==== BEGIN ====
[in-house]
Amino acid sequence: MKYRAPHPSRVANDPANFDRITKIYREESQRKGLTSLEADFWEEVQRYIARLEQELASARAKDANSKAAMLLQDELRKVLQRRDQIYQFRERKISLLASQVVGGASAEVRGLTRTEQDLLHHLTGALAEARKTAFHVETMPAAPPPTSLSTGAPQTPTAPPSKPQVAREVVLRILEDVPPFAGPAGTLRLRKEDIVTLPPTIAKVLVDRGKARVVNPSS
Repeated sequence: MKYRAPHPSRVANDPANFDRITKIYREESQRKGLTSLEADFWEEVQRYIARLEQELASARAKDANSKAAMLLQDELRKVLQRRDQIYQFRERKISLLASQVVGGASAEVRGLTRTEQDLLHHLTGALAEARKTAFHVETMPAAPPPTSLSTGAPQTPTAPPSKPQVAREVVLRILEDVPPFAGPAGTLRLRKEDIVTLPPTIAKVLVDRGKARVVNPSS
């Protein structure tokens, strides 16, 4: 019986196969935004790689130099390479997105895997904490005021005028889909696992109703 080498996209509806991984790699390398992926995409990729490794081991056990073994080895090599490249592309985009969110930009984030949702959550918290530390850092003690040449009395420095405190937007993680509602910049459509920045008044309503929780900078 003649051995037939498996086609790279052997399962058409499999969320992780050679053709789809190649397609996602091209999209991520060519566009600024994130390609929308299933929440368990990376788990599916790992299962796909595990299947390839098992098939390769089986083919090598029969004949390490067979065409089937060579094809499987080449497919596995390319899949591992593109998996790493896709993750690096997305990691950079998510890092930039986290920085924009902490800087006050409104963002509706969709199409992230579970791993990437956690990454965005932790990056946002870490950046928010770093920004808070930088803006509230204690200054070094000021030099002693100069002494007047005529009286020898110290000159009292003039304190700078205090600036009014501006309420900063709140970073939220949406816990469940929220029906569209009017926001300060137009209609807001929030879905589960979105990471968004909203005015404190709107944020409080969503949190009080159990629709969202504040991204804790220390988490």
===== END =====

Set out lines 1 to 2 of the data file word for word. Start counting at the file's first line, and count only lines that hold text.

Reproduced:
[in-house]
Amino acid sequence: MKYRAPHPSRVANDPANFDRITKIYREESQRKGLTSLEADFWEEVQRYIARLEQELASARAKDANSKAAMLLQDELRKVLQRRDQIYQFRERKISLLASQVVGGASAEVRGLTRTEQDLLHHLTGALAEARKTAFHVETMPAAPPPTSLSTGAPQTPTAPPSKPQVAREVVLRILEDVPPFAGPAGTLRLRKEDIVTLPPTIAKVLVDRGKARVVNPSS